Maritime History of the Great Lakes
Spring again at Port Union: Schooner Days DXXXVII (537)
Toronto Telegram (Toronto, ON), 9 May 1942
Full Text
Spring again at Port Union
Schooner Days DXXXVII (537)

by C. H. J. Snider


SPRING, in person, was at the fountain when Schooner Days came back to Port Union through the mist of the opening apple blossoms. Like Rebecca at the well when Abraham's old servant, Eliezer of Damascus, came looking for a bride for young Isaac, Miss Spring-in-Person had brought her mother's waterpail to fill at THE Port Union pump, convoyed by her camera-shy young brother.

Miss Spring was as hospitable to the stranger as Rebecca herself, though he had no camels to water. It turned out that we both worked for the same boss, The Evening Telegram, for Miss Spring's other name is Mabel Wright, and she is a Telegram carrier, and delivers thirteen papers. Which a rapid calculation shows is 200 per cent, coverage for Port Union, for only 6 1/2 homes were visible among the budding trees.

Ah, but there is the transient traffic. Freight trains by the hundred thunder down the "ringing grooves of change" along the lake shore here. Some pause to quench their thirst at the same fountain as Mabel Wright and her little brother, for it takes a lot of steam to drag a hundred freight cars up the Hog's Back grade to Scarboro. That's why Port Union has had a water tank for ninety years.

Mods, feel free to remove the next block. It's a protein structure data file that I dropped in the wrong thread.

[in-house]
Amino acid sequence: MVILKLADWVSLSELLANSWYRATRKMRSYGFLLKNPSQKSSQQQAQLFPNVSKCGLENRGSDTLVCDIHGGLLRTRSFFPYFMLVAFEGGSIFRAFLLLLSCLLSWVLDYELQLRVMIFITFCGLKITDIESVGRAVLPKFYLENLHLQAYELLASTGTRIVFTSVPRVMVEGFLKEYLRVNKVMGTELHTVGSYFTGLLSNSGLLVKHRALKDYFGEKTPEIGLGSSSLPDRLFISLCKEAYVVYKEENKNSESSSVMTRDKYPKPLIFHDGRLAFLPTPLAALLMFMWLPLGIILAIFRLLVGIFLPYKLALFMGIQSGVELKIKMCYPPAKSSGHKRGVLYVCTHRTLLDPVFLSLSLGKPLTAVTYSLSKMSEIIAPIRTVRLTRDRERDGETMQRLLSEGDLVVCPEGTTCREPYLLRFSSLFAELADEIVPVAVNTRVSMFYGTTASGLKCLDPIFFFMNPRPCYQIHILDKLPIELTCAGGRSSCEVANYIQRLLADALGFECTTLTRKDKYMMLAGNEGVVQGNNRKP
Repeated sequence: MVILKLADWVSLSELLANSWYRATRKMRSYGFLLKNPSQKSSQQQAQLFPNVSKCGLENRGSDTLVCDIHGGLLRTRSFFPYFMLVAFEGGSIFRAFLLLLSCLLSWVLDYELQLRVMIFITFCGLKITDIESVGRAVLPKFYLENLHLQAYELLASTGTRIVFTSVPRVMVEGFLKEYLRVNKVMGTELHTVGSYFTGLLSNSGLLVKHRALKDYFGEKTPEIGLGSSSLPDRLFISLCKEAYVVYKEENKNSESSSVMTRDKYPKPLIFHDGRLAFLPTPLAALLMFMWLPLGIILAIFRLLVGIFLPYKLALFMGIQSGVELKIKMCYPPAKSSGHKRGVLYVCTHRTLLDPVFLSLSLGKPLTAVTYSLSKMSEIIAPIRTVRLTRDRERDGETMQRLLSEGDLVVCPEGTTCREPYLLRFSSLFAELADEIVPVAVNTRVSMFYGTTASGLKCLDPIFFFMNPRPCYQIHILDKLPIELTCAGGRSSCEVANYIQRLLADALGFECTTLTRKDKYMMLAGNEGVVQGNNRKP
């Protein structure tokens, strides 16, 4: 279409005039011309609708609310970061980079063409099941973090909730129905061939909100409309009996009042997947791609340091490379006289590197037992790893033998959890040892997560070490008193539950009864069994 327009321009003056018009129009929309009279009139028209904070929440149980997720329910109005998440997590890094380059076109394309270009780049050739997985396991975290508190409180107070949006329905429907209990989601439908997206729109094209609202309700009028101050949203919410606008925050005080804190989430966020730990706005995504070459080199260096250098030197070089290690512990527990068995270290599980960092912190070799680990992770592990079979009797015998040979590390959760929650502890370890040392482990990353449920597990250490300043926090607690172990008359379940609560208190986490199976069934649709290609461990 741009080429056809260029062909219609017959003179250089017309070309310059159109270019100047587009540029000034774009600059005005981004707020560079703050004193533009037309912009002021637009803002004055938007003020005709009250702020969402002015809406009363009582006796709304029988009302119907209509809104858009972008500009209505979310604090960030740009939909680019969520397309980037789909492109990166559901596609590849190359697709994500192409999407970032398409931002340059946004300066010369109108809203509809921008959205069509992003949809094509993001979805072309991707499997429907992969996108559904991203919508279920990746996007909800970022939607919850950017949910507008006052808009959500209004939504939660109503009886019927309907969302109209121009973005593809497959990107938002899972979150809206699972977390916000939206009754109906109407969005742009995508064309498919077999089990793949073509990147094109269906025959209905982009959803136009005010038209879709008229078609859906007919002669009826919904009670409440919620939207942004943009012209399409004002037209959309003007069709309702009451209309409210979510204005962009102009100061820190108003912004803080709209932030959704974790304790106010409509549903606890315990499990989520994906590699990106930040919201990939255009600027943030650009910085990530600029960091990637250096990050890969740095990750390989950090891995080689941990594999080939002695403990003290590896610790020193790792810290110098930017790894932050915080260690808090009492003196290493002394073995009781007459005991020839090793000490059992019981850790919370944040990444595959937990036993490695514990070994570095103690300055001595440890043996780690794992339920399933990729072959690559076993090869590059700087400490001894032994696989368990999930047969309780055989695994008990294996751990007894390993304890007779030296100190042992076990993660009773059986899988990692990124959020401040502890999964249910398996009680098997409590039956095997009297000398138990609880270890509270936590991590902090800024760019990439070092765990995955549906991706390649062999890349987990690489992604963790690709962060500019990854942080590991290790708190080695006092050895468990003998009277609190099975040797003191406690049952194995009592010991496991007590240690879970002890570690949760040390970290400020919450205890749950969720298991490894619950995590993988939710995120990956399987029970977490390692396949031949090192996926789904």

Yes, despite the false summer of last week, and the false winter of this, spring has found Port Union again. How spring does it, year after year, is spring's secret, for Port Union is pretty hard to find now.

Seventy years ago it was different. How did you want to go? By horse and buggy? Drive down the town line between Scarboro and Pickering till the lake stops you, and you'll be there.

By train? Sure, three a day from the Union Station, on the new Grand Trunk.

By boat? Well, if it's dance night there'll be an excursion steamer going down from Toronto s'evening and she'll lie at the pier or paddle around in the moonlight till two o'clock in the morning, and get you home to Toronto an hour later. Or maybe, the old Southern Belle will be going down to-morrow morning to pick up an excursion for Toronto or Hamilton. You never can tell what those country folks have in mind, you know. They get up these picnics and excursions months ahead, from away back in Markham and drive to Pott Union because it's handy—

Or, if you don't mind the time, you can always get there by schooner. There's the little ones that load shingles and tanbark and cordwood there, or bring rags for the shoddy mill, and pick up fieldstone, or fill the cribs the railway has put in along the shore from Highland Creek east-—sometimes they empty 'em, too, on dark nights—-and there's bigger ones that come with groceries and drygoods and buggies for the farmers of Scarboro and Pickering and Markham, and take away their apples and their wheat and barley and any lumber they've cut. Why—-